The job was this: King Tabber wanted to make a deal with the leader of the Kah, a local bandit group that had been plaguing the roadways. He wished a note delivered to this very leader, none other than my good buddy William Du Fiend. We were to be led by Andrunor, a mysterious sorcerer from the nearby kingdom of Raife, whose capital was the great city of Belden. (Apparently, King Persalous of Belden was very interested in taking down this bandit group, one way or another). When Joshua offered me the job, I decided to take it, knowing that this was the best chance I had at vengeance. Thus, I journeyed with this party, who it turns out, recruited none other than the Champ himself, good old Phelps.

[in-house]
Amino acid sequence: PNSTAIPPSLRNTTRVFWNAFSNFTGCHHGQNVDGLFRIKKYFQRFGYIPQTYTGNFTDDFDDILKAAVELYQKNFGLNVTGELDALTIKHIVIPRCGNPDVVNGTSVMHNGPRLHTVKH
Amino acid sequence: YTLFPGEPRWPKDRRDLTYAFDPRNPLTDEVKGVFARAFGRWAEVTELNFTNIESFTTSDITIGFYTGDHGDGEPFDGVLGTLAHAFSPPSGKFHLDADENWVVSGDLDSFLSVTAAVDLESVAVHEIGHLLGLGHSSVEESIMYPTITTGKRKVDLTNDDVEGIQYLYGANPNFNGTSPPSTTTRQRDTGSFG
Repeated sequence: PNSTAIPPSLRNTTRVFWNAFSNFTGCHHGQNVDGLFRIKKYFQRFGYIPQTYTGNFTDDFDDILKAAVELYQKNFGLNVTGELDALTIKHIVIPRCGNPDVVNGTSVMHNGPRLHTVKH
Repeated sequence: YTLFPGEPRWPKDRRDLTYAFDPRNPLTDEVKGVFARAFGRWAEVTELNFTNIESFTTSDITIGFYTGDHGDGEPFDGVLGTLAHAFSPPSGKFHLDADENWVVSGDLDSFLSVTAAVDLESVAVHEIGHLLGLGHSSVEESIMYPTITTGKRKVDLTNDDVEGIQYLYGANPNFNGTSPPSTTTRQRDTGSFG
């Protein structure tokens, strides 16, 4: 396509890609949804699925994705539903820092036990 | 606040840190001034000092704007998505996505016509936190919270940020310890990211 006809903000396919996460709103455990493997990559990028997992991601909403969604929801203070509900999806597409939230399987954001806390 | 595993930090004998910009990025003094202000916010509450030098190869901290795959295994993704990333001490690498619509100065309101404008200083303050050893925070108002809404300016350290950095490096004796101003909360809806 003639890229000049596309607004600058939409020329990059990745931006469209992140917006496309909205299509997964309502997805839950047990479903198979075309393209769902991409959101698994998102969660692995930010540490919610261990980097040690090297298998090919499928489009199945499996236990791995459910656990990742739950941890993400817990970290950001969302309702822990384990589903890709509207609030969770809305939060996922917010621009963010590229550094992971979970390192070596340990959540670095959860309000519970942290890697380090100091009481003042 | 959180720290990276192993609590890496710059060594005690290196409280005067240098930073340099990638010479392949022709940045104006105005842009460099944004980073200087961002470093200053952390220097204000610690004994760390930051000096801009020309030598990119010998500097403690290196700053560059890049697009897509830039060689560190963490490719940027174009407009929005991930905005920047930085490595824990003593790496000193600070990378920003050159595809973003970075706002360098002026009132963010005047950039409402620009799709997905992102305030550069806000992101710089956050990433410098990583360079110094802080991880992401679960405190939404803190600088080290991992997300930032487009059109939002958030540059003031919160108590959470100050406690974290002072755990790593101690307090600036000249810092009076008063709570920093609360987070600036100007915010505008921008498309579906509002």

Being an inquisitive fellow, I naturally wanted to know what was on that note that Tabber so wanted Du Fiend to read. Knowing that both of them were filthy bastards, I knew it couldn’t be anything good. Thus, I snuck a peek at it, realizing that I was quite right. Tabber wanted Du Fiend to kill whoever gave him this note, and also had some plans for slaying the king of Belden. Scumbags all, just like most of the monkeymasters I’ve seen ruling kingdoms. Some of my companions didn’t like what I did, however. They respected these kings of theirs, and they wanted to tie me up and arrest me. That was their problem, not mine. They tried to knock me out, they tried to tie me up, but of course they failed. I escaped from their bonds and I escaped from their eyes, and I found my own way to Belden, intent on getting this job done one way or another. Before long I had spoken to King Persalous of Belden and learned the full extent of Du Fiend’s evil and treachery, and just how close he was to King Jacob Tabber. Persalous wanted Du Fiend, and he wanted him alive, preferably. He wanted us all to capture him. Thus, I joined up with those guys again; the champ, Andrunor, and the rest. We went southward to gather some ingredients for a potion needed to put Du Fiend to sleep. Though the others weren’t my best friends at the time, they had to tolerate my presence, and I theirs. At the swamps we were ambushed, attacked by a madman who watched over these herbs. Though I easily slew him, the danger was far from over. Phelps suspected a conspiracy. He thought the King’s alchemist was involved, and had given our names to this murderous madman. I disagreed, having no real proof of it, and not caring much either way. Phelps, however, was a charismatic man, despite his foolery. He led the others along with him, to slay this alchemist and confront the king about his “treachery”. When we arrived back in town, the Champ immediately ran to the alchemist and chopped off his head. Then, along with the others he decided to run off and present this head to the King. I decided to stay behind. I wanted nothing to do with open murder, nothing to do with killing the king’s friend, but the dead man’s shop had plenty to offer a young thug like myself; potions, herbs and plenty of gold. Thus I helped myself, knowing even then that it is the fool who commits the crime, but the wise man who takes advantage of that fool’s actions. Phelps, Andrunor and Joshua were immediately arrested, and spent the night in jail while I lounged at the city’s most luxurious inn. At the time, I had no idea what happened to them, and thus no reason to attempt any sort of rescue (not that I would have done it back then.) The next morning I was surprised to find that the whole town was under lockdown, looking for some escaped convicts. I soon found them: my would-be friends, trying to escape from town and from justice. I decided to help them, as they were at that point still my best shot at Du Fiend, and despite the fact that I was a cold-blooded assassin, I somewhat empathized with their bumbling behavior. We escaped from town the high-tech way: ropes and invisibility potions, then a jump into the moat (which I climbed). Before we left town, however, we were joined by two more wannabe heroes: the diminutive but noble Cebo, cleric of Yondalla, and the mad dwarf Garflin. Cebo decided to help out of compassion, Garflin out of a hatred for Du Fiend’s bandits. Either way, we were soon all out of Belden and off for the bandit camp, focused on our target. The way there wasn’t easy. The first night out, we were greeted by an assassin from Andrunor’s own guild, disowning him for his crimes. I killed him before he knew I saw him. At that point, the group realized that perhaps I wasn’t such a bastard, though I don’t think I was quite convinced of that yet. We went on, soon finding the entrance to the Kah’s headquarters. I scouted ahead, taking out all the outside guards, leading a few into ambushes by my party. We were able to use an ancient tactic to our success: stealing the enemy uniforms and then bluffing our way into their underground hideout. It was a short trip to Du Fiend’s personal room. There, the old man himself awaited. While I hid in the shadows, Joshua decided to speak with him, and for some reason also decided to give him the note. Immediately, the bastard attacked us. We fought, of course, myself as much as the others. After I injured him with a thrown dagger, he retreated, riding away on a dragon minion and crashing through his cliffside window for a quick escape route. Phelps followed, though without the wings. He fell three hundred feet down, landing with a splash in a nearby lake, saved as if by a miracle. I simply climbed down after him, while the others were left with a terrible dilemma, as Du Fiend’s bandit army was quickly marching into the room. Battle was clearly a bad idea. Andrunor, in a great panic, leapt for his doom, forgetting to call upon his sorcerous powers, or else finding that they had failed him in his time of need. He fell. To pieces. Literally. The only whole part left was his eye, an eye which we saved, hearing rumors that the dead could be raised from a single body part. Cebo made it out easy, his clerical powers preventing Du Fiend’s men from attacking, and Joshua miraculously managed to swallow a ring previously, which happened to let him magically float down the cliffside. Garflin leaped on his back, nearly killing them both, though not quite. After briefly mourning the death of Andrunor, we decided to get vengeance on him and follow our enemy. It was not a hard search. We found him at Belden, decimating the town with his green dragon minion. Du Fiend had taken the palace. His dragon was outside, spraying the townspeople with its acidic breath, while he was in the city, trying to steal some kind of artifact from the castle. (A staff for Tabber, I later learned.) As the whole town was in chaos, I, ever the scoundrel, decided to take advantage of it. I robbed a shop, scummy as that might be. It was Garflin’s shop, lying empty. There I retrieved a now pseudo-legendary blade: The Bleeding Blade, which now lies in a display case in one of Langston’s shops, waiting for some young hero to take it. The sword in hand, I snuck forward into the castle. The others took a slightly more straightforward path, but soon joined me. There, our heroic enemy was battling a virtual army of soldiers, slaying dozens by the minute. The king was hiding in the back of the room. I knew that at that time I couldn’t beat Du Fiend one on one. I was no warrior, after all, just a thief. While he was busy fighting the soldiers and my companions, I readied my crossbow, his words about honor ringing in my head. As he battled nobly and foolishly, yet for a wicked cause, I took aim. As the Champ was knocked to the ground, and it looked like Joshua was next, I fired. I hit him square in the head. He fell to the ground dead, where I used the Bleeding Blade to decapitate him. My enemy was beaten. My traitorous mentor was slain like the bastard he was. At that time, in that place, death was a very permanent thing. I never thought I would see him again, but as it turned out, I did. Yet at that point he was indeed a dead man. Taking his head for posterity, I spoke with the king. As the dragon was still on a rampage, we had to lead Persalous out of the castle, carrying the legendary staff that du Fiend had wanted so badly. We left, journeying out into the vast deserts west of Belden, where rumors said that an ancient wizard’s kingdom lay. The King led us to a ruined tower, going inside and uniting the staff with a gem piece that he had long ago buried there. Immediately, Persalous was surrounded in a bright light. He was transformed by the power of the artifact, transmogrified into some wizardly being of immense might and power. (At the time I knew little of his true identity). Soon, dragons began to appear; many dragons. Another wizard came onto the scene; an undead and sickly man: the lich Tabber, though at the time I knew little of his identity either. They battled. Tabber won, then disappeared in a flash of light. Persalous vanished into some strange dimension. It would be more than ten years before I would see him again, though at the time he seemed very dead. The magical staff was left behind; a staff that Cebo took. Back at Belden, the city was destroyed. Every citizen was dead: the buildings were in ruins. Nothing was left, except a great deal of money and an empty piece of land. The staff provided our fortune then. As Cebo placed it into the ground and said a prayer, a new city sprang up; new buildings entirely, a whole vista of opportunity. Having no heroics left to do and no enemies to crush, the lot of us decided to found a city. Andronia it was called, in honor of our dead friend. His eye became its symbol. Though Andronia would meet with just as untimely fate as its namesake, at that point it was hope. A new beginning, a new start. I had gone from being dirt-poor to being a Council Member within the course of a few weeks. What I was going to do with my new life, I had no idea.